The report also concludes that “firearm homicides among older children were more likely to be precipitated by another crime, to be gang-related, and to have drug involvement. ...” But none of that information ever made it into the Post’s editorial.
What clearly does work to reduce accidental deaths and suicides is public education, such as that the NRA conducts.It’s also hard to see how the Post’s goal—enacting more gun control on a national level, such as requiring people to lock up their guns and, presumably, to empower officials to inspect millions of peoples’ homes to make sure they comply—is the most effective way to reduce the suicide rate, as the United States now ranks 48th in that category. Aren’t education and prevention more likely to help more troubled youth and their parents? After all, many other nations—places with many fewer firearms in public hands, such as Belgium and South Korea—have higher suicide rates than the United States.
What clearly does work to reduce accidental deaths and suicides is public education, such as that the NRA conducts. So why can’t the Post help with that education by interviewing people who teach those programs and by reporting the findings? Instead of simply attacking the NRA and its millions of members who own and perhaps carry guns, why can’t the editorial board look for common ground and real solutions and stop playing partisan politics with peoples’ lives?
The report found that the few accidental shootings that occur are often related to ignorance. The report says, “More than one-third of the deaths of older children occurred in incidents in which the shooter thought that the gun was unloaded or thought that the safety was engaged, suggesting a lack of knowledge about the safe handling of a firearm and potentially a lack of adult supervision.” Many, presumably, weren’t taught gun safety. Teaching real gun safety to children (notice the term “gun safety” is not being used here as a synonym for “gun control”) is a proven method for reducing accidents as it shows youth what to do if they come across a gun and it reduces the mystique surrounding firearms with a little familiarity. Teaching new gun owners how to safely shoot and store firearms is critical as well.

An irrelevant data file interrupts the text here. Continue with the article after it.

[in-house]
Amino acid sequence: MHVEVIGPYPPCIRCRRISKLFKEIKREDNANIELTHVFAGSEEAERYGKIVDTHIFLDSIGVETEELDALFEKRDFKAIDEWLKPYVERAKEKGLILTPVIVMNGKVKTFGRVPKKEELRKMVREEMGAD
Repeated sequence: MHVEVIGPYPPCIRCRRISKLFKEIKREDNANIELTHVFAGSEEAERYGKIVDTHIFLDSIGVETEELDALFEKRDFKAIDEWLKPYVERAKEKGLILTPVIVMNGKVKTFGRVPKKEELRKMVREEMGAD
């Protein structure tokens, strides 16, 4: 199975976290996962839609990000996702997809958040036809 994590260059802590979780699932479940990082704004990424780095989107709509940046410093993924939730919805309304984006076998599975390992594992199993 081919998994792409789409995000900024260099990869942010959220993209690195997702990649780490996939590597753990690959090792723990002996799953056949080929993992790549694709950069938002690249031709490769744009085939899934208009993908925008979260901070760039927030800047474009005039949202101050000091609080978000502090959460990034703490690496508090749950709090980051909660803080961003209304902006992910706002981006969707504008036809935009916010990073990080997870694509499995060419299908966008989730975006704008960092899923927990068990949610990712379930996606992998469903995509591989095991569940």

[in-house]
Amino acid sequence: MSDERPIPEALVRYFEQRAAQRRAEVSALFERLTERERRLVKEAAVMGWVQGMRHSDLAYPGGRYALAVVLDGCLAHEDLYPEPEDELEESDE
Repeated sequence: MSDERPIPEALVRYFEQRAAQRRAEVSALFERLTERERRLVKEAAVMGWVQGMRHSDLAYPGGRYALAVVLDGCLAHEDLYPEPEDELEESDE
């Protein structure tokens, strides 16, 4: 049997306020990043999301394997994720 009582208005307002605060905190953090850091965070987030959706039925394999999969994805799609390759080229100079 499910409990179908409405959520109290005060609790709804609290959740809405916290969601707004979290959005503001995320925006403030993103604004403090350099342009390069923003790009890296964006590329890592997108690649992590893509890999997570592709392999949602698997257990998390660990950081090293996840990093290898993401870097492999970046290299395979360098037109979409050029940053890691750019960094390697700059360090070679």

So why does the Post, for example, ignore or downplay these common-sense, noncontroversial solutions—things that respect longstanding American freedom?
Oh right, they’re playing politics—in this case with children’s lives.Frank Miniter is the author of Kill Big Brother, a novel that shows how to keep government from infringing on our liberties. Miniter is also the author of the The New York Times' bestseller The Ultimate Man’s Survival Guide—Recovering the Lost Art of Manhood, This Will Make a Man of You and The Future of the Gun. He is a contributor to Forbes and writes for many publications. His website is FrankMiniter.com.